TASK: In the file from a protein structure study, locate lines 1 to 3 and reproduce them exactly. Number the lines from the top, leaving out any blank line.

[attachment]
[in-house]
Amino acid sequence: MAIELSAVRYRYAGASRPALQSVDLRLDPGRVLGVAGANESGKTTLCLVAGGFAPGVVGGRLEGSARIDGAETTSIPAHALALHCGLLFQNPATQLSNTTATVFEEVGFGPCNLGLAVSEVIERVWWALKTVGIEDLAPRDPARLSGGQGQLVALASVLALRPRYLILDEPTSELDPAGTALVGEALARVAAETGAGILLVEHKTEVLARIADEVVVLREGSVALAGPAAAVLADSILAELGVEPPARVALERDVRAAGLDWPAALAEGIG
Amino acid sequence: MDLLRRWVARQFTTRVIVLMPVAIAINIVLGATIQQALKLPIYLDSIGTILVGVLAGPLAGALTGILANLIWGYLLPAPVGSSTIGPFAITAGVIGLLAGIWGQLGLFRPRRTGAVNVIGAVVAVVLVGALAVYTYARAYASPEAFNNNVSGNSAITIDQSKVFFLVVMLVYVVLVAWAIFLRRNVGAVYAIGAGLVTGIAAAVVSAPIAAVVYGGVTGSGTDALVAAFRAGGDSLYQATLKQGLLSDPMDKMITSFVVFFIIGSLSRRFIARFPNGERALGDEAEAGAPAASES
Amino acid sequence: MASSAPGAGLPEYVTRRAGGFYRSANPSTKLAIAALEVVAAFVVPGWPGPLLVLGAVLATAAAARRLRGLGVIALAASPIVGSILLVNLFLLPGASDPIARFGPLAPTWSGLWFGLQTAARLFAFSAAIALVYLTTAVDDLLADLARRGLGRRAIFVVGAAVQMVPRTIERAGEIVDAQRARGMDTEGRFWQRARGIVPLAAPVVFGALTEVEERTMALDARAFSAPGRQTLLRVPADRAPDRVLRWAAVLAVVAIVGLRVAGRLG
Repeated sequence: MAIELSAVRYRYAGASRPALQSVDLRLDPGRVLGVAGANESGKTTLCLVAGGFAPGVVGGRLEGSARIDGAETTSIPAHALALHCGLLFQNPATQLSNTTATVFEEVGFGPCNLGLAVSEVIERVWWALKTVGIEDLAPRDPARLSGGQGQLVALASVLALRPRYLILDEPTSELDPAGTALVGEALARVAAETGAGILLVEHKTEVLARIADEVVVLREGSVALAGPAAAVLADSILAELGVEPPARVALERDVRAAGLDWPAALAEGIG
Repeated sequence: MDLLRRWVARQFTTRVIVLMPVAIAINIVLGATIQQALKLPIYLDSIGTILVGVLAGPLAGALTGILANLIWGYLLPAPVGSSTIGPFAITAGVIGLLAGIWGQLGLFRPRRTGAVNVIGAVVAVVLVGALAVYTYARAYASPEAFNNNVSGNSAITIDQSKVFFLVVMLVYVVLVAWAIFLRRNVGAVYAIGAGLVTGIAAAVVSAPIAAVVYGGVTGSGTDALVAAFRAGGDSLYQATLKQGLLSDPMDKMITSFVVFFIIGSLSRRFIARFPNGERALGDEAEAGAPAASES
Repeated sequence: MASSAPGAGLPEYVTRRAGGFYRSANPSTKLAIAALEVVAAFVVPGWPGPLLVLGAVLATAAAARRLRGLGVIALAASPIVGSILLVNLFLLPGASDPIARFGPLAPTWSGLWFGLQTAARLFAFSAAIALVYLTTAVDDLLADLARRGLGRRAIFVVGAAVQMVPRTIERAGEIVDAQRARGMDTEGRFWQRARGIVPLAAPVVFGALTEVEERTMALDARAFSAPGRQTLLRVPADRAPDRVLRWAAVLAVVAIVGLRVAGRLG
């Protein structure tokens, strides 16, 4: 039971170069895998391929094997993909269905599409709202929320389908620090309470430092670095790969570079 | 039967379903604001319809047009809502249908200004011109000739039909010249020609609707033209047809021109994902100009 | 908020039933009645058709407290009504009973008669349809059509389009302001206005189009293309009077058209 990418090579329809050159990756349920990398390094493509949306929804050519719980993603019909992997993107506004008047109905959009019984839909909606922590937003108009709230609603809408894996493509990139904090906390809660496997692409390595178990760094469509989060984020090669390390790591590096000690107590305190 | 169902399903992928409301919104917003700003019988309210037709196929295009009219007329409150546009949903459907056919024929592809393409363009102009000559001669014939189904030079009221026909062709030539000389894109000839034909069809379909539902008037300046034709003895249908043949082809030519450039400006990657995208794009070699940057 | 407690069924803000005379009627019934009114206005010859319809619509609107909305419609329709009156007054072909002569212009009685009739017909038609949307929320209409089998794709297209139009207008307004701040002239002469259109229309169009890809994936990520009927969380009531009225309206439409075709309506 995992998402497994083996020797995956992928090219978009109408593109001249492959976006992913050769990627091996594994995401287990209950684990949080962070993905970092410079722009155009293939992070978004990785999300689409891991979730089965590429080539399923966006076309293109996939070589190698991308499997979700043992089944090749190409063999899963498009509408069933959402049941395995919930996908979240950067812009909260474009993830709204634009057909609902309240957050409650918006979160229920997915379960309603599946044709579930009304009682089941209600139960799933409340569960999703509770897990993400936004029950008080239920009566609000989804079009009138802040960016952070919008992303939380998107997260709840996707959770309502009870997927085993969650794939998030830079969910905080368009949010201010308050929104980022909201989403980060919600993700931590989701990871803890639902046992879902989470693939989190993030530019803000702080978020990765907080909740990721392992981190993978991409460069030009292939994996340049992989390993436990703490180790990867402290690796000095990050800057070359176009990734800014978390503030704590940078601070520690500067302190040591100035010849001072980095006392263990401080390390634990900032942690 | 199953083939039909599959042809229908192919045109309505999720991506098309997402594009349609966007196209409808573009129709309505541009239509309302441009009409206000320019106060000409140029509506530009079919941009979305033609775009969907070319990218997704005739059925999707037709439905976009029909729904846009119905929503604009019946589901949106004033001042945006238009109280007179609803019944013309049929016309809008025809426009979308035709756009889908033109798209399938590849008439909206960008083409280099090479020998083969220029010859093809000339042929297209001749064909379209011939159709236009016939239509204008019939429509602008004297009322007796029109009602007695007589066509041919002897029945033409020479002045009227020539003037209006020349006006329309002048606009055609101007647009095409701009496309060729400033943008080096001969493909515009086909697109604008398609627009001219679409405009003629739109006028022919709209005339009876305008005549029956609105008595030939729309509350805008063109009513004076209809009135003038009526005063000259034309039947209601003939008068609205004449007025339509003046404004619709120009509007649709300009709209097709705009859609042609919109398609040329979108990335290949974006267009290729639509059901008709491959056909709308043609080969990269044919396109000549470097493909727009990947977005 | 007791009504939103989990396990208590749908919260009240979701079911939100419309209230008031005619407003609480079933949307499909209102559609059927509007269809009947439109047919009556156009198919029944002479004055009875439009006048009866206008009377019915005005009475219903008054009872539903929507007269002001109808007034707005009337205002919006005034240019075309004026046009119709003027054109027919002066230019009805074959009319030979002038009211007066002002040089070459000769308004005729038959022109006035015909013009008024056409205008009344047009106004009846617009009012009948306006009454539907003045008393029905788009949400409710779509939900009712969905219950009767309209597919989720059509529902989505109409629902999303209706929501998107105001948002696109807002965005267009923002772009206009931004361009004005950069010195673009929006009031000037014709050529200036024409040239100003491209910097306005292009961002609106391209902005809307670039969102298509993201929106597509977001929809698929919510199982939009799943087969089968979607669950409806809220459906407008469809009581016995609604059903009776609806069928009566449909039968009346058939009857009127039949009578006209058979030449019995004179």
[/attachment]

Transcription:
[in-house]
Amino acid sequence: MAIELSAVRYRYAGASRPALQSVDLRLDPGRVLGVAGANESGKTTLCLVAGGFAPGVVGGRLEGSARIDGAETTSIPAHALALHCGLLFQNPATQLSNTTATVFEEVGFGPCNLGLAVSEVIERVWWALKTVGIEDLAPRDPARLSGGQGQLVALASVLALRPRYLILDEPTSELDPAGTALVGEALARVAAETGAGILLVEHKTEVLARIADEVVVLREGSVALAGPAAAVLADSILAELGVEPPARVALERDVRAAGLDWPAALAEGIG
Amino acid sequence: MDLLRRWVARQFTTRVIVLMPVAIAINIVLGATIQQALKLPIYLDSIGTILVGVLAGPLAGALTGILANLIWGYLLPAPVGSSTIGPFAITAGVIGLLAGIWGQLGLFRPRRTGAVNVIGAVVAVVLVGALAVYTYARAYASPEAFNNNVSGNSAITIDQSKVFFLVVMLVYVVLVAWAIFLRRNVGAVYAIGAGLVTGIAAAVVSAPIAAVVYGGVTGSGTDALVAAFRAGGDSLYQATLKQGLLSDPMDKMITSFVVFFIIGSLSRRFIARFPNGERALGDEAEAGAPAASES